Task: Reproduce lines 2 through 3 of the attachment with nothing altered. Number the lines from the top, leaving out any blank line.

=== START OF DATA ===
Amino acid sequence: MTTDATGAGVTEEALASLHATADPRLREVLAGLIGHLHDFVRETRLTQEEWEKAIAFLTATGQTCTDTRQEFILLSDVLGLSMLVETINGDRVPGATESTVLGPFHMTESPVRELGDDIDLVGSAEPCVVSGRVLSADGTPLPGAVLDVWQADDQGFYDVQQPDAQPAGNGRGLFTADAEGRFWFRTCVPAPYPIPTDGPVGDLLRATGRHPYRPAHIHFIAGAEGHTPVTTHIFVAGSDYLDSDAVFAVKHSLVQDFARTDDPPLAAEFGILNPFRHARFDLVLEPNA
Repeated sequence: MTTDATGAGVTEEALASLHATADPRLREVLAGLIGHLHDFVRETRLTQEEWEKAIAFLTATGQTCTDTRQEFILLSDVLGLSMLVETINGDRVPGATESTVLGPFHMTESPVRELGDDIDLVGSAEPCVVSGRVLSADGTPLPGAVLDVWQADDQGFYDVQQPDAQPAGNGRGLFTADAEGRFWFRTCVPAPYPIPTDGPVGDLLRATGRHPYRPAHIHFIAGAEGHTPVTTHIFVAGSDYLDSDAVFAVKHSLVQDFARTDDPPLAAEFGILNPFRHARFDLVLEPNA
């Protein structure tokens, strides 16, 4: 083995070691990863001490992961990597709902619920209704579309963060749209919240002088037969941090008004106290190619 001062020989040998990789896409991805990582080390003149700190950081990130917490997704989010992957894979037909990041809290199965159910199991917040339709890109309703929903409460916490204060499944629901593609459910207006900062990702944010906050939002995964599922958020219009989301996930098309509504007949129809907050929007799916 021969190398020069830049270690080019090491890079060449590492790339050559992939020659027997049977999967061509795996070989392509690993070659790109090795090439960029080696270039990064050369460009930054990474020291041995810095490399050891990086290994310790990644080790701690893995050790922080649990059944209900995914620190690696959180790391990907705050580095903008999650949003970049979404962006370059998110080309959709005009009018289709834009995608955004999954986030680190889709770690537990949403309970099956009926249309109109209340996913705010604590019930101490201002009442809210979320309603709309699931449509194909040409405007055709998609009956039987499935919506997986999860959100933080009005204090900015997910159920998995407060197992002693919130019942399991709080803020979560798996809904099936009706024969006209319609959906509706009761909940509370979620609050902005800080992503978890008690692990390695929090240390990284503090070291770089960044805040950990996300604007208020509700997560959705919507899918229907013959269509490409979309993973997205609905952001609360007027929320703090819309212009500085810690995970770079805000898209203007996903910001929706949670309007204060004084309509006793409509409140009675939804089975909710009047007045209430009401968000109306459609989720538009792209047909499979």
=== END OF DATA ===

Repeated sequence: MTTDATGAGVTEEALASLHATADPRLREVLAGLIGHLHDFVRETRLTQEEWEKAIAFLTATGQTCTDTRQEFILLSDVLGLSMLVETINGDRVPGATESTVLGPFHMTESPVRELGDDIDLVGSAEPCVVSGRVLSADGTPLPGAVLDVWQADDQGFYDVQQPDAQPAGNGRGLFTADAEGRFWFRTCVPAPYPIPTDGPVGDLLRATGRHPYRPAHIHFIAGAEGHTPVTTHIFVAGSDYLDSDAVFAVKHSLVQDFARTDDPPLAAEFGILNPFRHARFDLVLEPNA
């Protein structure tokens, strides 16, 4: 083995070691990863001490992961990597709902619920209704579309963060749209919240002088037969941090008004106290190619 001062020989040998990789896409991805990582080390003149700190950081990130917490997704989010992957894979037909990041809290199965159910199991917040339709890109309703929903409460916490204060499944629901593609459910207006900062990702944010906050939002995964599922958020219009989301996930098309509504007949129809907050929007799916 021969190398020069830049270690080019090491890079060449590492790339050559992939020659027997049977999967061509795996070989392509690993070659790109090795090439960029080696270039990064050369460009930054990474020291041995810095490399050891990086290994310790990644080790701690893995050790922080649990059944209900995914620190690696959180790391990907705050580095903008999650949003970049979404962006370059998110080309959709005009009018289709834009995608955004999954986030680190889709770690537990949403309970099956009926249309109109209340996913705010604590019930101490201002009442809210979320309603709309699931449509194909040409405007055709998609009956039987499935919506997986999860959100933080009005204090900015997910159920998995407060197992002693919130019942399991709080803020979560798996809904099936009706024969006209319609959906509706009761909940509370979620609050902005800080992503978890008690692990390695929090240390990284503090070291770089960044805040950990996300604007208020509700997560959705919507899918229907013959269509490409979309993973997205609905952001609360007027929320703090819309212009500085810690995970770079805000898209203007996903910001929706949670309007204060004084309509006793409509409140009675939804089975909710009047007045209430009401968000109306459609989720538009792209047909499979």